Unitas and Diversitas: Sigismund’s Empire as
a Model of Late Medieval Rulership

Bernd Schneidmüller

Heidelberg University

This email address is being protected from spambots. You need JavaScript enabled to view it.

Hungarian Historical Review Volume 13 Issue 2  (2024):172-194 DOI 10.38145/2024.2.172

This article analyzes the emperorship of Sigismund (1368–1437) as a particular configuration of rule in the fifteenth century. Research on the medieval Holy Roman Empire in the Latin West has traditionally focused on the great emperors from the ninth century to the thirteenth. In contrast, imperial coronations and imperial rule in the fourteenth and fifteenth centuries have received much less attention. The article first presents the structural features of the Holy Roman Empire and then focuses on the significant changes to this structure in the late Middle Ages. Discontinuities made imperial rule the exception rather than the rule. Long intervals between imperial coronations always required reinventions of traditions, which led to situational negotiations among popes, authorized cardinals, and emperors. In 1433, Sigismund was the first emperor since 1220 to receive his coronation from the pope himself in Rome. The article makes it clear that Sigismund was a master in the creation of new rituals and symbols. During his reign, the imagery of the empire expanded significantly. Alongside unity (unitas) came diversity (diversitas). The article shows how differently the imperial coronation of 1433 was perceived and narrated by contemporaries in Italy and Germany.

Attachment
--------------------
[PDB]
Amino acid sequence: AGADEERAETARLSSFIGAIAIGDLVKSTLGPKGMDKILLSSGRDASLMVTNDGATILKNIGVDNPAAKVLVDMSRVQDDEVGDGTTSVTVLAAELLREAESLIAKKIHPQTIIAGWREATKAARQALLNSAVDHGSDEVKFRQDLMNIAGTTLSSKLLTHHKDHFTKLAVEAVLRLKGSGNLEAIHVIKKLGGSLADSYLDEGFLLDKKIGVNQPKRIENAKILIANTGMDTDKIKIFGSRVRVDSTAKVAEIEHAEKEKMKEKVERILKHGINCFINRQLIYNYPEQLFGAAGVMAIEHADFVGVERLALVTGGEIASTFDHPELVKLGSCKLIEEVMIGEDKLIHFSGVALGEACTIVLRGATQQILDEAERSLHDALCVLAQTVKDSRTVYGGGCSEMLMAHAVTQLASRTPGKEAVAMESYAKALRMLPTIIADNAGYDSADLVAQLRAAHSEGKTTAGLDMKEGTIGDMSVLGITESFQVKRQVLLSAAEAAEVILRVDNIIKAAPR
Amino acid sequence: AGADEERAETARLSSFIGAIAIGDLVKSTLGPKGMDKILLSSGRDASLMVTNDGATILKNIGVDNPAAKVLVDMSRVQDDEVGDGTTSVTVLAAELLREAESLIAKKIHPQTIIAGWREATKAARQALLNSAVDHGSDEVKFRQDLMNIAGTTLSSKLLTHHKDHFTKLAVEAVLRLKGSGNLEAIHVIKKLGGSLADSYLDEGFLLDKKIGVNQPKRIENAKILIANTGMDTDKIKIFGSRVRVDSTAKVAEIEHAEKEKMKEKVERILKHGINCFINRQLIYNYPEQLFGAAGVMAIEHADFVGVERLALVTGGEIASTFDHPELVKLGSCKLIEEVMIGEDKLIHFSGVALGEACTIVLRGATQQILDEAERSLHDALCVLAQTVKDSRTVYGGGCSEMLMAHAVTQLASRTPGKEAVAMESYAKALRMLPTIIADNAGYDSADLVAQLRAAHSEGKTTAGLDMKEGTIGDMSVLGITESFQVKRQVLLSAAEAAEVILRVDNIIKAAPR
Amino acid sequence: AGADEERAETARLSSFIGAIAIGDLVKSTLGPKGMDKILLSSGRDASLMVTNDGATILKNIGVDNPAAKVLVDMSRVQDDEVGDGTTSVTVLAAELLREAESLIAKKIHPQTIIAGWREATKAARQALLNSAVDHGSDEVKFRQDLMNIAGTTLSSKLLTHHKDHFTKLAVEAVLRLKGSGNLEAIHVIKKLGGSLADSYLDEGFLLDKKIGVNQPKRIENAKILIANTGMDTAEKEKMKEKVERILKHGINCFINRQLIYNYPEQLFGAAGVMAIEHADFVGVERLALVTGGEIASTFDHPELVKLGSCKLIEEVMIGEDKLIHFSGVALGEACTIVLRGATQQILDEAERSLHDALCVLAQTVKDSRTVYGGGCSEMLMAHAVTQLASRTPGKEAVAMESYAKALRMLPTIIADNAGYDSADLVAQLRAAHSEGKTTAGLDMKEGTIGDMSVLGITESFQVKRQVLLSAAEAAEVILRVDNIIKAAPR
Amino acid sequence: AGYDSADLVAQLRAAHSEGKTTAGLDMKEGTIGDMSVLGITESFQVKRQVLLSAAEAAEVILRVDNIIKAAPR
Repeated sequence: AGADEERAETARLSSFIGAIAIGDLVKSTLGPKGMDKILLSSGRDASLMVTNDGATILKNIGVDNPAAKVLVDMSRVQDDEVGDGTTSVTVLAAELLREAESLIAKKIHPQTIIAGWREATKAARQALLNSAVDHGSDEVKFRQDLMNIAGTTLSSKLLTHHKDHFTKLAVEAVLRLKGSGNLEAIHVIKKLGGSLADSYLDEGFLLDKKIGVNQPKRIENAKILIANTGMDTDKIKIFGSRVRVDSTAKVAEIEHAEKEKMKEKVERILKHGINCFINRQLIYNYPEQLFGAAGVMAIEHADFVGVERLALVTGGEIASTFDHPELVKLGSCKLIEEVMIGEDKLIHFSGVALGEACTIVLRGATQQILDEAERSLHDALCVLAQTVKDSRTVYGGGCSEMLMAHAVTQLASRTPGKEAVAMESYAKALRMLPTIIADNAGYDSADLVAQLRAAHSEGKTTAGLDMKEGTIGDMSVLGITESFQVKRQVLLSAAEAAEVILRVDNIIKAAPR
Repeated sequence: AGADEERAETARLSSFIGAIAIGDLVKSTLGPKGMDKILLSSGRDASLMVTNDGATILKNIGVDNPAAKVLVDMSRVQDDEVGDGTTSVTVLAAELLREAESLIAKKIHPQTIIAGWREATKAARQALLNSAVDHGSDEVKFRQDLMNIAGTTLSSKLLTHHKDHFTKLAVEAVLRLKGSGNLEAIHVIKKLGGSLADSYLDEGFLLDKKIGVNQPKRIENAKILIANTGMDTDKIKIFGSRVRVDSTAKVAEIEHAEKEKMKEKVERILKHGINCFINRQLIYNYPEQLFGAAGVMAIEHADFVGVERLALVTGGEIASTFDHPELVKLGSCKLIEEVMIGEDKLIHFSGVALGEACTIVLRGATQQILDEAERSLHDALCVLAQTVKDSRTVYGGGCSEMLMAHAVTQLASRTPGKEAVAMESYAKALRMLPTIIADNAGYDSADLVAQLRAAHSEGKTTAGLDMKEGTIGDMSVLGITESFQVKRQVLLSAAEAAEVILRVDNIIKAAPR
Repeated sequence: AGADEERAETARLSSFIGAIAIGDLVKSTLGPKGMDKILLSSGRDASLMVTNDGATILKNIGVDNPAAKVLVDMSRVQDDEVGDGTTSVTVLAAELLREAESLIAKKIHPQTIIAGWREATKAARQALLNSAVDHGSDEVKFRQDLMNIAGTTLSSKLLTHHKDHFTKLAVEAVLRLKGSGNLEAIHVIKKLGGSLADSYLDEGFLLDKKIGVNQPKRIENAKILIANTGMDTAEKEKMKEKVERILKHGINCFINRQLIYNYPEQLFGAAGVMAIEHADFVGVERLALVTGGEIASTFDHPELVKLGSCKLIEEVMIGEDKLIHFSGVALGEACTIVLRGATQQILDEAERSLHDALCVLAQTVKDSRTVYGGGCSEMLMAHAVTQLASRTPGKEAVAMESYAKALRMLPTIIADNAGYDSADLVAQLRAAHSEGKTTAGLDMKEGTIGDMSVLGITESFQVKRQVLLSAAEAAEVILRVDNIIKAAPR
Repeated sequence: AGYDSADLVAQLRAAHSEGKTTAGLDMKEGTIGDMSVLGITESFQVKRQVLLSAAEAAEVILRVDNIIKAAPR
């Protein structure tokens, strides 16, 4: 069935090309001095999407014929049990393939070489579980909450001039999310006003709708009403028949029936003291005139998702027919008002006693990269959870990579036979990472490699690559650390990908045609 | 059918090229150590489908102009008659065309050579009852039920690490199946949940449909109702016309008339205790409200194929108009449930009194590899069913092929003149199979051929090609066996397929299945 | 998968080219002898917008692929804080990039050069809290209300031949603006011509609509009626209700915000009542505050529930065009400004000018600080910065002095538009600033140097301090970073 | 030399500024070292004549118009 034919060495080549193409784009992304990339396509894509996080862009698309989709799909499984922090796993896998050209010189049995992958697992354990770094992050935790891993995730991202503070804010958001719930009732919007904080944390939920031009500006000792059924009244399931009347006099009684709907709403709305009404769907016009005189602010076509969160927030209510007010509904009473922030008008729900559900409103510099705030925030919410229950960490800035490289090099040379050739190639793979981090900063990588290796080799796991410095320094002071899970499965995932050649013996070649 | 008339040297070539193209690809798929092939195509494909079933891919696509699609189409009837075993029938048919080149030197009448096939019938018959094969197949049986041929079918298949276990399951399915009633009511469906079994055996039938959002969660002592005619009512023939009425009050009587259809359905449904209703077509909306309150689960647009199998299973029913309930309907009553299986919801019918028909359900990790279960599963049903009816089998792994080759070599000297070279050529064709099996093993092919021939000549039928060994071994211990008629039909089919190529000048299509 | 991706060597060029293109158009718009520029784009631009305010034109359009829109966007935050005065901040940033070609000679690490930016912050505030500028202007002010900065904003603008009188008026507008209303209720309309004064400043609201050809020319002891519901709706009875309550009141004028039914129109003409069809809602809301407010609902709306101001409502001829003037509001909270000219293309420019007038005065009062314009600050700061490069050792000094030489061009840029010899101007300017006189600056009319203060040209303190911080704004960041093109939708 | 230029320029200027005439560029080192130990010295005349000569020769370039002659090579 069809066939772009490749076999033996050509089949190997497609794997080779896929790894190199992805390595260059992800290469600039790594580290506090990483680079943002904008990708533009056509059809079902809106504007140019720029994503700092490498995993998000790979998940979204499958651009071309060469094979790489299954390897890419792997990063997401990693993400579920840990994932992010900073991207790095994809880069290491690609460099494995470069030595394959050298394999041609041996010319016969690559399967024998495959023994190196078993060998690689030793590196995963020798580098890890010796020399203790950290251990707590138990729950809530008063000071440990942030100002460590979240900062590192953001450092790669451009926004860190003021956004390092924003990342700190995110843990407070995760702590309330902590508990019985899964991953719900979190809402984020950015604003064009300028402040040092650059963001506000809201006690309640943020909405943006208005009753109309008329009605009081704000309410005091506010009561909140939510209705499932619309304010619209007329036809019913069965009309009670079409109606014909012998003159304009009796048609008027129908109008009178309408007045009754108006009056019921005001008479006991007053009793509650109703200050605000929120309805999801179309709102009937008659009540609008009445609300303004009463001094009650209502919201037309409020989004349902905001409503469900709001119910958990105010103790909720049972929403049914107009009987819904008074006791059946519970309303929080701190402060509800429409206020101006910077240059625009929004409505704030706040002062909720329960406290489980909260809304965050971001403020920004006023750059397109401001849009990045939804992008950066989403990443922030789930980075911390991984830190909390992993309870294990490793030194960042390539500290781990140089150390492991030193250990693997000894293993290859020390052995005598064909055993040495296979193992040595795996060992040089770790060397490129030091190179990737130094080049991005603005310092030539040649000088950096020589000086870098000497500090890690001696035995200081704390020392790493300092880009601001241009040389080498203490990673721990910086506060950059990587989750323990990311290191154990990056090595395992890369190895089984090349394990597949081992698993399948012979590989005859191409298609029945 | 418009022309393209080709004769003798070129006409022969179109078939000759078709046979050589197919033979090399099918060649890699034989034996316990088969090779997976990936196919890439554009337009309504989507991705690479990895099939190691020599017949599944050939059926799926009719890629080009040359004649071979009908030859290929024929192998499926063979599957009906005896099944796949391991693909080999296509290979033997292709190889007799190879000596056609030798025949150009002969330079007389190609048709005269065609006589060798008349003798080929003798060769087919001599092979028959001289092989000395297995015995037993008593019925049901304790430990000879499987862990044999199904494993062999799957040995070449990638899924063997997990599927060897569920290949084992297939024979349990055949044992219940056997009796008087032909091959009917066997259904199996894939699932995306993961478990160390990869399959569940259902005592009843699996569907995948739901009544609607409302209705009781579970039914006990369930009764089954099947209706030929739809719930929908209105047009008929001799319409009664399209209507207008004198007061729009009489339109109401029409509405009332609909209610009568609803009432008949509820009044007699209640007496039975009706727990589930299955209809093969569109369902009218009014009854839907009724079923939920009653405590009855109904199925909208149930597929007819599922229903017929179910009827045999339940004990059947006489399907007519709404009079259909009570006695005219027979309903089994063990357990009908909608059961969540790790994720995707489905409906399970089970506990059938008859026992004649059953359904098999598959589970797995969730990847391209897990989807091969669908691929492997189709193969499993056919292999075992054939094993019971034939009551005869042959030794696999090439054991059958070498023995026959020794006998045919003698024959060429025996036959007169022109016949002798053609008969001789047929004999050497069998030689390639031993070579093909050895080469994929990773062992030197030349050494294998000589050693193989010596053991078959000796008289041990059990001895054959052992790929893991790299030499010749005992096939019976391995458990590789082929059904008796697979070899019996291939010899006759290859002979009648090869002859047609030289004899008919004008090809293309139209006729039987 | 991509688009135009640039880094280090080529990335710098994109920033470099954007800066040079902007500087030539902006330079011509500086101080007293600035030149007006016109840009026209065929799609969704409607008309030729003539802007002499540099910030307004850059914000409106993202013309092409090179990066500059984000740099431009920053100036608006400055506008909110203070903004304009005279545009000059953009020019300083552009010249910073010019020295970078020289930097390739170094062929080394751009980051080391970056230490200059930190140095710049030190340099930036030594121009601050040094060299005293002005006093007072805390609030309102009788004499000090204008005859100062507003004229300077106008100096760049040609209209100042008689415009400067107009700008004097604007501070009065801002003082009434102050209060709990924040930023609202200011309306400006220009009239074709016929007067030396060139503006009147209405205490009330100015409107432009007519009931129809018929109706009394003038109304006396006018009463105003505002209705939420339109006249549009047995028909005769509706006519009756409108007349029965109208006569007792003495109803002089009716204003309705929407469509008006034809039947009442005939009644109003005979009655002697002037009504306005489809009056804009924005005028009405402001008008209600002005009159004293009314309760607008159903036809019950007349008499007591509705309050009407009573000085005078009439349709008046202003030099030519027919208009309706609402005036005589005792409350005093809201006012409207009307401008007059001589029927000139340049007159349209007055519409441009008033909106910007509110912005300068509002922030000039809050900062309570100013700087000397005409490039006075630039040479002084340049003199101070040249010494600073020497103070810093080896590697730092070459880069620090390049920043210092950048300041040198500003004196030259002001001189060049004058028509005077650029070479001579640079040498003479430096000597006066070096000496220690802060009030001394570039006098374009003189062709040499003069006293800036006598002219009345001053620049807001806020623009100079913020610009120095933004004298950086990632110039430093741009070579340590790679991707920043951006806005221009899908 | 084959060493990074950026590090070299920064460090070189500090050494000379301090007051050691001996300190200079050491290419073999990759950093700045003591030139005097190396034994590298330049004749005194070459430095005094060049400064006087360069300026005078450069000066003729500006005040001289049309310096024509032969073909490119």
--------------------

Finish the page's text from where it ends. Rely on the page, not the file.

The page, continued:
Keywords: Holy Roman Empire, emperorship in the late Middle Ages, coronation, Emperor Sigismund, Roman popes, perceptions of power